During our presentations to prospective clients, we always know there'll be a time when someone will ask "how much do natural playgrounds cost?"
I take a deep breath and say "That's a hard one, but if you give me a minute, I'll give you an answer."
It's hard because there are no direct comparisons. A few of the tangibles might be sort of comparable, but it's almost impossible to compare the intangibles. For instance, a slide is a slide, so the experience of actually going down a slide in a manufactured playground and going down a slide built into a hill in a natural playground will be pretty close. But it's really more complicated than that.
Here's an example: a 35' long slide gives a great ride for kids of all ages, 5 years to 65 years. To achieve the proper slope for this long a slide, the ladder has to be 20' high. 20' is way off the ground. If kids try climbing the slide and fall off one side, they'll get hurt. If they fall off the ladder, they'll get hurt. Further, if they're afraid of climbing ladders, or are intimidated by height, they won't have a chance to even try the slide.
On the other hand, if this same slide is built into a hill, there is no ladder (so no one can fall off), there is no way a child can be intimidated by height, and there are no sides to fall off of, which makes the slide very safe. Further, if the access up the hill to the top of the slide is made challenging and fun (rock walls to climb, or interesting paths to follow), then children will find the whole experience more interesting and may therefore be more inclined to repeat it -- thus making them exercise more while they're learning more than just climbing up and sliding down. The actual cost of the slide for the natural playground will be far less, as the slide is simpler (no structure, no ladder, no ladder enclosure, no tube to keep kids from falling off), and there is no need for a fall zone all around the slide (it's just at the end).
On the other hand, you do need a hill in which to embed the slide...but the hill creates a great opportunity for numerous other activity elements such as climbing walls, rock climbs, rope and post climbs, caves, other length slides, water falls, open tunnels, slopes for rolling and sledding, jumps, amphitheaters, and so on -- all of which can be built into the hill, all of which require no structures, and all of which are therefore less expensive.
Just to make the point a bit further, let's look at a climbing wall. In a manufactured playground, a large climbing wall is usually free standing. Because it stands by itself, it's a destination activity, so a child makes a simple choice about it. "Do I want to try climbing this wall or not." There is no incentive to climb it, other than the fear of being left out, so if they don't want to climb it, they won't, and will just go do something else instead.
A climbing wall built into a hill is a whole different situation! We usually taper our walls to follow the slopes, so both the lower and higher parts of the wall appeal to different skill levels. But because there is exciting stuff happening on top of the hill, such as caves, king of the hill forts, expedition boulders, slopes to roll down, and lots of other things -- not the least of which is the view from the highest point on the playground -- a child has lots of incentive to learn how to climb the wall. It's no longer a simple destination activity that can be ignored. It's a fully engaging activity that involves more of the senses, more challenge, more self-motivation, more energy, more socializing, more learning, and more discovery.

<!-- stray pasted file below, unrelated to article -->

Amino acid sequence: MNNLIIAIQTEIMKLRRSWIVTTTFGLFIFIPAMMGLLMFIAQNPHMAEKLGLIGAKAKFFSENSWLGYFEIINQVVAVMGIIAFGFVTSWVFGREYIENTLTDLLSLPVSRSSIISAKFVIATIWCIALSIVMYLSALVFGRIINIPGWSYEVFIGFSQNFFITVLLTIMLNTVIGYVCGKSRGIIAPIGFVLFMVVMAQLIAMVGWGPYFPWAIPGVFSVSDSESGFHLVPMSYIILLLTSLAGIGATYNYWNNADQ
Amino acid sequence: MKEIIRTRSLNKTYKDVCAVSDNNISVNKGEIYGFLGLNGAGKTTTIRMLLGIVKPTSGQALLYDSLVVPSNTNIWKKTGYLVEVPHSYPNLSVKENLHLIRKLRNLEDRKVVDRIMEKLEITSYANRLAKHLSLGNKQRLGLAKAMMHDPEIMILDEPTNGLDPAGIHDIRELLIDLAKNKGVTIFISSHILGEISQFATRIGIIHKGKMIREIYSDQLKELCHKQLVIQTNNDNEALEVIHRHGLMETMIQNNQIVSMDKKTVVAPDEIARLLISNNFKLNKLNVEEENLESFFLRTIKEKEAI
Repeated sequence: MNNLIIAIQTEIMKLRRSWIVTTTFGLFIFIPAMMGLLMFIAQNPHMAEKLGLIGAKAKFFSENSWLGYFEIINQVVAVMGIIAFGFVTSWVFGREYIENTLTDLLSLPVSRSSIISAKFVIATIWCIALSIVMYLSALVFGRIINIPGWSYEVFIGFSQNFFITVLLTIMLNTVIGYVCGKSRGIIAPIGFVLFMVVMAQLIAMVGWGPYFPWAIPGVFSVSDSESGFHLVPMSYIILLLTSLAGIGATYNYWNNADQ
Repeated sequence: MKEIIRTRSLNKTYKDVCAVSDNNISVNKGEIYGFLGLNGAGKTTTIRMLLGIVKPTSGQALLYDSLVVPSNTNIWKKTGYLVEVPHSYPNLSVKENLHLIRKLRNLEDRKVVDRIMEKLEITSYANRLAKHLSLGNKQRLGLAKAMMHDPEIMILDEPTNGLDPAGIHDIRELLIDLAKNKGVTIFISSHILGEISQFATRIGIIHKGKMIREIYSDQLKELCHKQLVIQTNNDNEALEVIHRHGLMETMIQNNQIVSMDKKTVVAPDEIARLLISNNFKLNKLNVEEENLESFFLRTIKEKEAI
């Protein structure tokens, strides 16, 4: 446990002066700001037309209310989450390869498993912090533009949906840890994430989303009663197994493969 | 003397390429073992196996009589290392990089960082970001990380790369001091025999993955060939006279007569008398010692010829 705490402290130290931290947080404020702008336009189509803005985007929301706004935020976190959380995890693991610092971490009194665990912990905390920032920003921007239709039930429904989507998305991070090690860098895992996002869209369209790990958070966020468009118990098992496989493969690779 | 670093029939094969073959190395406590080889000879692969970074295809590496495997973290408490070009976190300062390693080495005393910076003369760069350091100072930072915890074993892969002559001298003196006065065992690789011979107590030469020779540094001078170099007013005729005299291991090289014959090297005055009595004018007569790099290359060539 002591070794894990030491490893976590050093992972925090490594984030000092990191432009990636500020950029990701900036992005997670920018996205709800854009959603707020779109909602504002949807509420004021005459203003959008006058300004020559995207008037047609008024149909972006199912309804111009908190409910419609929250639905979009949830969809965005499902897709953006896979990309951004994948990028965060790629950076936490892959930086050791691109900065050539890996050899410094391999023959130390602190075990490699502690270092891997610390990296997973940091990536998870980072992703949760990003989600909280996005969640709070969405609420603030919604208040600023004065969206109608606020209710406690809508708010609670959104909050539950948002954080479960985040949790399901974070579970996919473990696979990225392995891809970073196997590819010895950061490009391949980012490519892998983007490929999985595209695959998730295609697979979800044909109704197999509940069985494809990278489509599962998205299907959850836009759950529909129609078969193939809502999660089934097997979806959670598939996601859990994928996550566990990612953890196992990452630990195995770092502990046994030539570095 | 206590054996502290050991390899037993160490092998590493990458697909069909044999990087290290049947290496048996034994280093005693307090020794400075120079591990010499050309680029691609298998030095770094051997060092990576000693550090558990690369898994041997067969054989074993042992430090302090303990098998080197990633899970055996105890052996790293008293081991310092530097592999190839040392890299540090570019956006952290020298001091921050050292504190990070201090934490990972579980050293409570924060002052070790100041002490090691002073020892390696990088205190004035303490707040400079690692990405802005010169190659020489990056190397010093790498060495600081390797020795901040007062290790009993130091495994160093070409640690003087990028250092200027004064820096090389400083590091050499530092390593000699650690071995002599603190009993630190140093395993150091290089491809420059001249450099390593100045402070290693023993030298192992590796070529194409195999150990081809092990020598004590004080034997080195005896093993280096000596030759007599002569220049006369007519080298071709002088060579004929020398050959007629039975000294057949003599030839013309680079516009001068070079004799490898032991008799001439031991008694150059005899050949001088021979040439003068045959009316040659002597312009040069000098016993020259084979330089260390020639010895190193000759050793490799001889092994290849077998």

Here's yet another way to think about it.
Recently, we were working on a design of a natural playground for an elementary school with an area of about 22,000 square feet in size -- close to a 1/2 acre.
We designed the entire area so that it was a wonderful blend of many distinct, very different, very wonderful play elements, everything from a rain garden, a labyrinth, an amphitheater, and a large sand play area, to a fairy village, a stream, a teepee village, caves, climbing elements, a slide, fruit trees, benches, a discovery path, and so on.
At the time, the landscape contractor estimated $100,000 to build this area.
We decided it would be an interesting exercise to see what $100,000 could buy in the way of equipment (which had to include its installation, the fall zone material, and borders to contain the fall zone).
if you look in the top right corner of the picture below, you will see that this equipment occupies only 3,000 square feet, which is only 15% of the entire 1/2 acre! it's visually unappealing, it's unchallenging, it's boring after a few tries, it's metal/plastic has a very high carbon footprint, it's not sustainable, and the injury statistics say that it's not safe.
Here's another interesting fact: to intrigue you: manufacturers always tout how many play activities their equipment has. To arrive at this number, they count each individual item as a separate play activity, so if there are 4 playshell traverses (all of which are the exact same item), the company considers these 4 play activities, or if there are 13 playpod pedestals, each pedestal is considered a play activity. The sample equipment in the top right corner is advertised as having 43 play activities.
With this same approach in mind, we counted all the individual rocks, steppingstones, posts on the post-walk, and so on, and this particular natural playground design, there are 430 such play activities -- 10 times!!! as many as the above equipment offered, and for the same price!! -- but carefully and thoughtfully spread out over the whole 22,000 square feet so kids are constantly moving around the entire site!
So comparing activities between natural and manufactured playgrounds is almost meaningless. Nevertheless, the below image shows the spatial comparison and also highlights the visual differences.